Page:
Saturday, July 21, 2007

Hewitt Lashes Out At Critics of His Petraeus Interview

On July 18, Hugh Hewitt interviews Gen. David Petraeus on his radio show about the "progress" of the surge.

After the interview, Petraeus is widely criticized in the blogosphere for appearing on a right-wing talk show at a time when he is supposed to be presenting a nonpartisan assessment of the war's progress, or lack of it.

A really smart response on Hewitt's part might have been to address the substance of the criticism -- even more so because, as Hewitt himself states, not all of the negative reaction came from explicitly liberal or left-wing bloggers. After all, it's not exactly a radical notion that Bush supporters undercut their mantra of "nonpartisanism" about the war when the top general overseeing the surge goes on one of the most partisan talk shows in existence to promote it. One might expect that Hewitt would acknowledge this to be a fair criticism, even if he disagrees with it.

That is, if one had just arrived here from another galaxy and had no familiarity with the name "Hugh Hewitt." That not being the case (for most of us, at least), we cannot really be surprised that Hewitt's response was to lash out hysterically at his critics, identifying each one by name and accusing them of -- believe it! -- not addressing the substance of what Gen. Petraeus had said:

The decline of the leftwing netroots into one great, venomous snarl is far advanced, well-known, and much remarked upon by political observers from across the spectrum. But even given its deserved reputation for poisonous invective, the assault mounted against General David Petraeus surprises. General Petraeus made the unforgivable mistake in their eyes of appearing on my radio program and answering questions. (The transcript is here and the audio is here.) Both because he agreed to be interviewed by a journalist favorable to victory and supportive of President Bush and because his answers suggest progress is being made in Iraq, Petraeus has been savaged by leftist bloggers big and little.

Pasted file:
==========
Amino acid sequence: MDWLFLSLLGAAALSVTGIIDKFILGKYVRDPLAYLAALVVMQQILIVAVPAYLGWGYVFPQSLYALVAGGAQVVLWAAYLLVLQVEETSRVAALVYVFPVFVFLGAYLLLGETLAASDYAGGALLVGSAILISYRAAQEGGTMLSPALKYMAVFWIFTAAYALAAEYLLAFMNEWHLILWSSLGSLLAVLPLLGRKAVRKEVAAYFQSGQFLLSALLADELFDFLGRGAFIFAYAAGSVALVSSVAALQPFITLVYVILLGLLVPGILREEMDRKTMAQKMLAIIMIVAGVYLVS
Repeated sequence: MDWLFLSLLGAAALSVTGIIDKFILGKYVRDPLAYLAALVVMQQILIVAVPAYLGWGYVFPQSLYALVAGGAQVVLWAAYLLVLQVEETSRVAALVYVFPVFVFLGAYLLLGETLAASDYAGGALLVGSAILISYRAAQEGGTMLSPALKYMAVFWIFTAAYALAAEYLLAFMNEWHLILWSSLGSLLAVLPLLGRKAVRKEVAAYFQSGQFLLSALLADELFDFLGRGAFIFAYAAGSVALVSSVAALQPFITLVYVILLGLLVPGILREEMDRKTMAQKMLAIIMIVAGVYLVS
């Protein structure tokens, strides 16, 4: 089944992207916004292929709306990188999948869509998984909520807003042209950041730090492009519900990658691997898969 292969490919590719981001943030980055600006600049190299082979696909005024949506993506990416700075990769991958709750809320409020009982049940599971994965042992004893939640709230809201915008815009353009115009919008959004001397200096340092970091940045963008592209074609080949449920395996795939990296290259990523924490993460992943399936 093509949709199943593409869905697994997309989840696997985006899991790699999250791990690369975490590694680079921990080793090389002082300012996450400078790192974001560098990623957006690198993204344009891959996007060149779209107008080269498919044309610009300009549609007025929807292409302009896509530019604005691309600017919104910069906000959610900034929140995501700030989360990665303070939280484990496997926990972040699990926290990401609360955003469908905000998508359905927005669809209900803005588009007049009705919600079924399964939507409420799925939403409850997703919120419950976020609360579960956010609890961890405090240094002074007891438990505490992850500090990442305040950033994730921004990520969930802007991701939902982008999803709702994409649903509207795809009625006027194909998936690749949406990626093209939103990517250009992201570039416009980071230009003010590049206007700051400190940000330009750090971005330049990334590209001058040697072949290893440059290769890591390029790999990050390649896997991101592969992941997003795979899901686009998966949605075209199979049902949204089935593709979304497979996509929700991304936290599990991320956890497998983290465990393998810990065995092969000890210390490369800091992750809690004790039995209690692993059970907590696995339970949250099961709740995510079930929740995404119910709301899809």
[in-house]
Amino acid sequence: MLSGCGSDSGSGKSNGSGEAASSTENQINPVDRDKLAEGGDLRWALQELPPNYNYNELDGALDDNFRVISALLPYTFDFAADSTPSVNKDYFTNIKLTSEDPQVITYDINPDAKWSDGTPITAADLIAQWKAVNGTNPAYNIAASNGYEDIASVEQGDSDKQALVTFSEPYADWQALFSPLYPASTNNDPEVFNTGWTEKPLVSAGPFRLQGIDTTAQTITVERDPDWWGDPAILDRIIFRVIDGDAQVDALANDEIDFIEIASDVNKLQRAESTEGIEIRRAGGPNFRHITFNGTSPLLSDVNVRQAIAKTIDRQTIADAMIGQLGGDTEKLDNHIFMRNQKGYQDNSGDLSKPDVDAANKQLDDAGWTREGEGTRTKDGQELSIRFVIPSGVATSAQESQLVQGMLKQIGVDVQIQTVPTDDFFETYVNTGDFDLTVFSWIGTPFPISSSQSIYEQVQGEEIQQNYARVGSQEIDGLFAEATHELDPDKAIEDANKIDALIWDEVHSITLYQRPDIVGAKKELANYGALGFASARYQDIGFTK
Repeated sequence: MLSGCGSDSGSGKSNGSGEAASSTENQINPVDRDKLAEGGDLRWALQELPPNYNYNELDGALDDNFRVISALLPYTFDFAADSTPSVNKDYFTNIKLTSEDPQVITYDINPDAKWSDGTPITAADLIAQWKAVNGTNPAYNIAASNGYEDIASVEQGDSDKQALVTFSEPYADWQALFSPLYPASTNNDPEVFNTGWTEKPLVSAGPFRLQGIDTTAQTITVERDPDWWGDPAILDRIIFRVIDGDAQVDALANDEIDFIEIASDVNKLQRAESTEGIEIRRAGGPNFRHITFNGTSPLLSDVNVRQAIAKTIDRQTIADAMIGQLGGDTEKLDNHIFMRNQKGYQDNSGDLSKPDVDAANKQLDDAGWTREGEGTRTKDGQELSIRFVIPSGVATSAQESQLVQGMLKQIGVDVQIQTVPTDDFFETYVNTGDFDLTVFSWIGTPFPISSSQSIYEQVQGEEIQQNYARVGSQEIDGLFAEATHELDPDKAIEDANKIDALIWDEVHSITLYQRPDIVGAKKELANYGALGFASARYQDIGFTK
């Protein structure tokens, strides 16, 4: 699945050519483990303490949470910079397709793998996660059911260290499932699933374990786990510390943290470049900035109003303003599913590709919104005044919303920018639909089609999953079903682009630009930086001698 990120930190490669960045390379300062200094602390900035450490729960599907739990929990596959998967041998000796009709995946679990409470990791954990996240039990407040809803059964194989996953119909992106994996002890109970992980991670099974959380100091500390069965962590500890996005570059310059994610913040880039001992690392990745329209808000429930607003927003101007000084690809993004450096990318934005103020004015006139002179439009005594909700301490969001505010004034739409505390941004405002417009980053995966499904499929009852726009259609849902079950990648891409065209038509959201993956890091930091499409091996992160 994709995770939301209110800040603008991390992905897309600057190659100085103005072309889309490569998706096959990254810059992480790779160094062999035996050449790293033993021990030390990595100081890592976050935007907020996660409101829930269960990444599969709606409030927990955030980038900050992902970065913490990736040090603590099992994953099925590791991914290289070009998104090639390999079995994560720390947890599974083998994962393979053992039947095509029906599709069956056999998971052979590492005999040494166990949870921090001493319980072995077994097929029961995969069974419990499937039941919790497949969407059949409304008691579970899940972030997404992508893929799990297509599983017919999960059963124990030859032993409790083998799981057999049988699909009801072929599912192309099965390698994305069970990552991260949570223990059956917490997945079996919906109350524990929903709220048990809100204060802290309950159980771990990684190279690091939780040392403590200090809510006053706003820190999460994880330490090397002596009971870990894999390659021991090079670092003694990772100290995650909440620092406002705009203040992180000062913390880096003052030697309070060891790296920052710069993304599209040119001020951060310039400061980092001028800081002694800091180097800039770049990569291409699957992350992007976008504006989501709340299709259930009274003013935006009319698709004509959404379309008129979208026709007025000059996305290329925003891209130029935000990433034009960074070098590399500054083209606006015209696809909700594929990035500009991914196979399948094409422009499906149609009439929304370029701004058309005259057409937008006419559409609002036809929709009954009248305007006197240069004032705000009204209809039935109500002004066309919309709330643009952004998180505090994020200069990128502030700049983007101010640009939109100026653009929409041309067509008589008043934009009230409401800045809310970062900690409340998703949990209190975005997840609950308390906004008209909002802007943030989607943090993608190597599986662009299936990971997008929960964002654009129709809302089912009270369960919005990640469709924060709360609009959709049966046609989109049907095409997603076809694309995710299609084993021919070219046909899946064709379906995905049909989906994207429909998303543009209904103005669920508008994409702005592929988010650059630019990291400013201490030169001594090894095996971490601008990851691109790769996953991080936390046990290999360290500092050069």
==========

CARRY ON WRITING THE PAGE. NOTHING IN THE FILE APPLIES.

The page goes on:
Analysis of what the general actually said was in short supply among the critics. Even before he had read the transcript, Andrew Sullivan launched into one of his trademarks explosions of hysteria and slander. “I think such a decision to cater to one party's propaganda outlet renders Petraeus' military independence moot,” Sullivan declared. “I'll wait for the transcript,” he continued, before not waiting for the transcript. “But Petraeus is either willing to be used by the Republican propaganda machine or he is part of the Republican propaganda machine. I'm beginning to suspect the latter. The only thing worse than a deeply politicized and partisan war is a deeply politicized and partisan commander. But we now know whose side Petraeus seems to be on: Cheney's. Expect spin, not truth, in September.”(emphasis added.)

Even for a scribbler as discredited and cartoonish as Sullivan has become, the casual slander of General Petraeus’ integrity is breathtaking. Sullivan’s smear, however, was far from the worst the anti-war crowd produced in their pre-emptive assault on Petraeus’ status report on the surge, due in September. The famed “constitutional rights litigator” (self-described) Glenn Greenwald denounced General Petraeus for using “White House talking points” and unveiled how he will be working overtime to dispute Petraeus’ September assessment[.]
I am not surprised that the Bush haters like Sullivan and Cole are outraged that General Petraeus would be interviewed by an admirer of the president, or that the anti-war extremists like Greenwald, Yglesias and the others cannot disguise their contempt for the military (though they think their attack on General Petraeus’ integrity won’t identify them as anti-military.)